However, now I have some free time again and another small problem. I wanted to update the BIOS, but the board said it couldn't find or read the file. After a quick search, I discovered this thread here on the forum, but I'm reluctant to use the same "enforcement" method because it just doesn't seem like a good idea.
So I want to ask isn't there something else I need to do to update the BIOS correctly? The USB stick is correctly formatted and the BIOS on it is correct. (Latest from the board's website)
I have already written the model of the board, but I will write it again: Gigabyte X570 Aorus Elite
 
Well, hello again. I'm sorry it took me a month. I spent almost two weeks looking for a new flash drive after I found out I lost my 2GB and I didn't want to clean my 64GB, because I heard that there are sometimes problems on storage this big, that the board can't read the BIOS and stuff. Anyway, when I finally got a new USB stick 16GB one, I was overwhelmed with duties and then forgot about it.
However, now I have some free time again and another small problem. I wanted to update the BIOS, but the board said it couldn't find or read the file. After a quick search, I discovered this thread here on the forum, but I'm reluctant to use the same "enforcement" method because it just doesn't seem like a good idea.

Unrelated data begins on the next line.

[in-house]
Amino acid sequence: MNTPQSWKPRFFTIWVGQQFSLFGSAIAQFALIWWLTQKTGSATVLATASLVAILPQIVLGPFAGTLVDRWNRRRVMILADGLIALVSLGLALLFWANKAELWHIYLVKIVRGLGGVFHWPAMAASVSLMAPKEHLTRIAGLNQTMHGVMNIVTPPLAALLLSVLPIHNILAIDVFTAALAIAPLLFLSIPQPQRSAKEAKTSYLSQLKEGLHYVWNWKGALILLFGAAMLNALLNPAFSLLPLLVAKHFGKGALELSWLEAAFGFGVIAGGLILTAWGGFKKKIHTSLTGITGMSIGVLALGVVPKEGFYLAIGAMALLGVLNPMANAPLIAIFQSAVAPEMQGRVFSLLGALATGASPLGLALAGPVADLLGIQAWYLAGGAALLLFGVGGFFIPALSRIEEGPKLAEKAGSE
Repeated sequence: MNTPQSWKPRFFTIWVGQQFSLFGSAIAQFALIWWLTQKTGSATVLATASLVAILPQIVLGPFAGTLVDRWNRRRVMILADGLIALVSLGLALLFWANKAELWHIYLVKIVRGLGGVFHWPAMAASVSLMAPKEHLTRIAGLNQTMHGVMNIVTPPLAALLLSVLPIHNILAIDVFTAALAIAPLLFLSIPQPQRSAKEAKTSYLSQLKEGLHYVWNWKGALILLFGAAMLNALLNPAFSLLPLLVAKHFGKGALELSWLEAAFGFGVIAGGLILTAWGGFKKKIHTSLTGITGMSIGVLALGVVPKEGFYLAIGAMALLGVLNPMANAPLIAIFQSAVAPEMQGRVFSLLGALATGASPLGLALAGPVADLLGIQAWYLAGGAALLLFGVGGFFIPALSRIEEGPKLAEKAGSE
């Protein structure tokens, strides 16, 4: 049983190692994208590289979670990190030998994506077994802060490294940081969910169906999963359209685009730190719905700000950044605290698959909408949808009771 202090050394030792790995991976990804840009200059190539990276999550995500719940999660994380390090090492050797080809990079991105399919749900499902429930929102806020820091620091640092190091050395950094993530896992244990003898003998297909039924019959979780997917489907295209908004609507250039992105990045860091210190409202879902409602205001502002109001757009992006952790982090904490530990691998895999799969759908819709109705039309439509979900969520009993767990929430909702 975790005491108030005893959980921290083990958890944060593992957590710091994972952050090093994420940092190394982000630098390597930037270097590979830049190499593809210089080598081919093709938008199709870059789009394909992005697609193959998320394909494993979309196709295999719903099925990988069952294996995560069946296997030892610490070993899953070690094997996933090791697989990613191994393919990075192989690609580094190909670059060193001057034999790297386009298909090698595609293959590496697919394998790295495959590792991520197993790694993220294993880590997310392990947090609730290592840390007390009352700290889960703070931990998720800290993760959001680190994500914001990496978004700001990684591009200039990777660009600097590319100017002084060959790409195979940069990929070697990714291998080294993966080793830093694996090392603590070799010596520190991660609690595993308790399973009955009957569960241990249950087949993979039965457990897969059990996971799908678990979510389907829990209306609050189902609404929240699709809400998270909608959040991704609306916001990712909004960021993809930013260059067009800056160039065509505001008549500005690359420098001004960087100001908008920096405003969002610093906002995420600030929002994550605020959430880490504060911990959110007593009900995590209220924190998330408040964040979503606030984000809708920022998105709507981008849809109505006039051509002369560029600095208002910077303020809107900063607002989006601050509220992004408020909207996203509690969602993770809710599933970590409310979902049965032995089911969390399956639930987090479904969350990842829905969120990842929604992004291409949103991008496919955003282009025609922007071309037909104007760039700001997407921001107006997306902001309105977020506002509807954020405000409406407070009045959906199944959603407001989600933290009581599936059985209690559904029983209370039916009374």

So I want to ask isn't there something else I need to do to update the BIOS correctly? The USB stick is correctly formatted and the BIOS on it is correct. (Latest from the board's website)
I have already written the model of the board, but I will write it again: Gigabyte X570 Aorus Elite
which bios version you are now on? are your flashdrive formatted to fat or fat32 yet?
 

Karadjgne

Titan
Ambassador
but the second day, after filling up the RAM,
Huh? I'd be interested to know what game can fill up 32Gb of ram.

3000 series cpus only ran stable easily upto 3200MHz (2x8Gb is generally Single Rank, 2x16Gb is Dual Rank dram) , above that was pot luck until later Agesa adjustments with more current bios. When updating the bios, FIRST read ALL the bios notations, some bios need to be updated in stages as older bios files contain fixes and additions instructions and data that are not included in newer bios. For example, original bios might contain code XYZ. F10 bios contains instructions and data to change XYZ to ABC. F20 bios contains instructions and data to change ABC to 123, but may not contain data and instructions to change XYZ to 123. Bios can only use a certain amount of data and the added instructions make the file too big for bios to hold and manipulate.

So reading all the notations, you'll see bios files that say 'must have X bios before upgrade' etc and may not return to prior bios as there's no instructions to undo the changes. So be careful not to jump bios too many updates ahead.
 
Huh? I'd be interested to know what game can fill up 32Gb of ram.

3000 series cpus only ran stable easily upto 3200MHz (2x8Gb is generally Single Rank, 2x16Gb is Dual Rank dram) , above that was pot luck until later Agesa adjustments with more current bios.